DENVER (CBS4) – On July 31, 1976, one of the most catastrophic weather events in Colorado’s history unfolded as a late afternoon thunderstorm developed near Estes Park.

Winds at the mountain-top level of the atmosphere were light and not strong enough to steer the thunderstorm away.

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Near the surface moist winds from the east pushed up against the Front Range of the Rockies providing plenty of fuel for the storm.

The combination proved deadly as torrential rain fell over the Big Thompson River Valley for over three hours.

A foot of rain fell on parts of the canyon with one report of eight inches in an hour.

(credit: NOAA)

(credit: NOAA)

A wall of water up to 20 feet high swept downstream sweeping everything away in its path, including much of Highway 34.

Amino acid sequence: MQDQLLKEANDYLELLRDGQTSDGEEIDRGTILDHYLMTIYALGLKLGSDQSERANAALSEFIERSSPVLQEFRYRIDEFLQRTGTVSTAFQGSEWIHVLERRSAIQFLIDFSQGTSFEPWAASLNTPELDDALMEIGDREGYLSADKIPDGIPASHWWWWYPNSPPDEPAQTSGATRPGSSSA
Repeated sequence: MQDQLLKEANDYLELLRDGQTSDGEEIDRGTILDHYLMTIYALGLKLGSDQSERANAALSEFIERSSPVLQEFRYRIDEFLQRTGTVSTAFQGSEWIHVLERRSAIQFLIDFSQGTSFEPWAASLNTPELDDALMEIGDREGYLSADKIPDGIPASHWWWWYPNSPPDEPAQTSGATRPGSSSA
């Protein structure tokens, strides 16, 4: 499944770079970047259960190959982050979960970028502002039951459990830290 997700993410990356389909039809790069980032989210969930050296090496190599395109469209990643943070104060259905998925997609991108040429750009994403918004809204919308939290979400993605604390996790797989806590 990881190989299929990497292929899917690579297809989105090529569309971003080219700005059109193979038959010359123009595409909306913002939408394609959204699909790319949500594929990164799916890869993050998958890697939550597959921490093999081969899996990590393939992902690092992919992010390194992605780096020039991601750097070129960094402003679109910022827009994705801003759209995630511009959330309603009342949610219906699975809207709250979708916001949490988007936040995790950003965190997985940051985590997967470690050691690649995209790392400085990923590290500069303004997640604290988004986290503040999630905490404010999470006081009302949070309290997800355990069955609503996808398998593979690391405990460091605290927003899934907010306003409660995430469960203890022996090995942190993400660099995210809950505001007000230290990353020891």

Unsuspecting campers and canyon visitors became trapped in cars, campers and buildings.

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A report from NOAA says in just two short hours the flood claimed 145 lives including six who were never found.

Damage was estimated at $40 million including the loss of 418 homes and 152 businesses. Another 138 structures were damaged.

President Gerald Ford declared Larimer County a disaster area.

After the flood numerous regulations were put in place that limited development along the Big Thompson River and similar rivers around the United States.

The tragedy also sparked the creation of early warning systems for flash floods in mountain towns and nearby recreation areas, including the widespread use of “Climb to Safety” signs in the event of a flash flood.

(credit: Colorado State University)

(credit: Colorado State University)

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Meteorologist Chris Spears writes about stories related to weather and climate in Colorado. Check out his bio, connect with him on Facebook or follow him on Twitter @ChrisCBS4.